Audio Quality Requirements

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Over the last many years since digital portable audio became widely available, convenience has pushed quality to the back burner. Many listeners today have no idea how good music used to sound on vinyl records and CDs. FM radio has the bandwidth to almost perfectly render this level of sound in the car or home equipped with a decent receiver and speakers. While MP3 has a place in your pocket or through earbuds, it disappoints in a professional broadcast operation. Material put on KMKR-LP should be as lossless as possible which means WAV or AIFF and in some cases FLAC when it is created at its maximum resolution settings. Yes, it is true that satellite radio and streaming services do use MP3 type compression but we should be better than that.

The most important number is total bitrate which is a little arithmetic problem: sampling frequency times bit resoluion equals bitrate. On a CD WAV file, that works out to 44 thousand Hz times sixteen bits which is around 700,000 Hz. But that is for one stereo channel at a time so for both channels of stereo in real time, the minimum total bitrate for CD quality is in fact 1411 kb per second. The very best MP3 can do is more like 320 which is about one fourth as good. Some MP3 is 160 and some is 96. These might be OK as background on a a bluetooth poolside rock speaker but it should only be put on the radio when higher fidelity is unobtainable.

48 khz rate is KMKR's old standard for our very first digital recordings but this has been superseded at least for home use by the CD rate of 44.1 khz. Khz is only half the equation; the other part being the depth of resolution. A total bitrate of 48 kbs is way too low and not a realistic number for anything but a garbled telephone line connection. There is another realm in which 48 khz is once again relevant and that is when used with floating or variable bit depth. The most common application is in DVD and home theater multi channel material which is not ever transmitted on the radio in two channel stereo. Its multiple of 96khz is often used for high resolution archiving of legacy analog material but this has no relevance for stereo FM broadcasters either.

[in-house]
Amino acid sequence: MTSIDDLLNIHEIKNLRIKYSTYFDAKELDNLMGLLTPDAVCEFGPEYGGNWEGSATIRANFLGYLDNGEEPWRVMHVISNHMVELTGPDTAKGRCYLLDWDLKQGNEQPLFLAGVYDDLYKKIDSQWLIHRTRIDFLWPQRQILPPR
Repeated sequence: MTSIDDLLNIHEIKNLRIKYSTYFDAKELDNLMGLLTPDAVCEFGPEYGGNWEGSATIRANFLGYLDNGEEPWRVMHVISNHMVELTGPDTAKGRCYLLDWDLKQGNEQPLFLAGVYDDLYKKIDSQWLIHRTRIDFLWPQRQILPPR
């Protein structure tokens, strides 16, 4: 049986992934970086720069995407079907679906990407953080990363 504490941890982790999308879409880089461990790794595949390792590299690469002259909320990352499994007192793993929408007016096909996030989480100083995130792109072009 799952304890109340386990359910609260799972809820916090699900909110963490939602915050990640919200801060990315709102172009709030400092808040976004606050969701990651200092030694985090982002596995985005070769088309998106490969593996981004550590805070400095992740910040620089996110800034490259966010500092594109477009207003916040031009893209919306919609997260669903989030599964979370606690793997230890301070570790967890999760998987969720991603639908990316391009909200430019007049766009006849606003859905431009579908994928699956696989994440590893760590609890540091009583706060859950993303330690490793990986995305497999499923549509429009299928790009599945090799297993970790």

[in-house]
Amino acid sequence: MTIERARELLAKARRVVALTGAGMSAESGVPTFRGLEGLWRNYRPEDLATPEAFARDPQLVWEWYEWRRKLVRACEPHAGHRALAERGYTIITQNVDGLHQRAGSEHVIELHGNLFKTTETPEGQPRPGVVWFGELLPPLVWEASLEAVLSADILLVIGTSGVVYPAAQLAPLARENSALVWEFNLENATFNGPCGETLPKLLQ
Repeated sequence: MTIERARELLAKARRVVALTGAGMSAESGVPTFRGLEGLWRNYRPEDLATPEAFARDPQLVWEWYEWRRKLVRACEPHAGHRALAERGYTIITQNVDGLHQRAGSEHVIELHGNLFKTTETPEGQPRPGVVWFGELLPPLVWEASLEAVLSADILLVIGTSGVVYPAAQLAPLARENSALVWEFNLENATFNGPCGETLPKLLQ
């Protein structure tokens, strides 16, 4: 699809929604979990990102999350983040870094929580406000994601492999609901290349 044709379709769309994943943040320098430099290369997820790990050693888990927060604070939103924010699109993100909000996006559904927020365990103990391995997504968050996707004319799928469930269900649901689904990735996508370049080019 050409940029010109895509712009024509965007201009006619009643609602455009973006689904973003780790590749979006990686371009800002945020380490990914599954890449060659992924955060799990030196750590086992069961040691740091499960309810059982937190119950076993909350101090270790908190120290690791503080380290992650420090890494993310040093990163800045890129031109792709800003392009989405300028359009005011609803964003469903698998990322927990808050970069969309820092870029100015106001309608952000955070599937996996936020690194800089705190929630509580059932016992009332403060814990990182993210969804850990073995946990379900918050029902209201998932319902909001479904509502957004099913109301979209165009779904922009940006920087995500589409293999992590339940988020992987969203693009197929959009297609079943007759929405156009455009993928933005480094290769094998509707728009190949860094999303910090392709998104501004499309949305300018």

To summarize: material from a CD burned on a computer with full resolution WAV files is perfect for KMKR. A flash drive with WAV files is equally good. A flash drive with AIFF files or FLAC files is most likely OK but will be reviewed for technical quality before going on the air. No MP3 file of any resolution or size is achieving our audio quality standard and should not be loaded into our station's RadioDJ library. Volunteer DJs may play MP3s on occasion when a song is highly desired but unavailable in sufficient quality, but this should not be their normal method. Today's modern recording software can be controlled by the user to achieve these quality benchmarks. Old material stored improperly can never be upgraded or repaired. It must be re-captured in high resolution.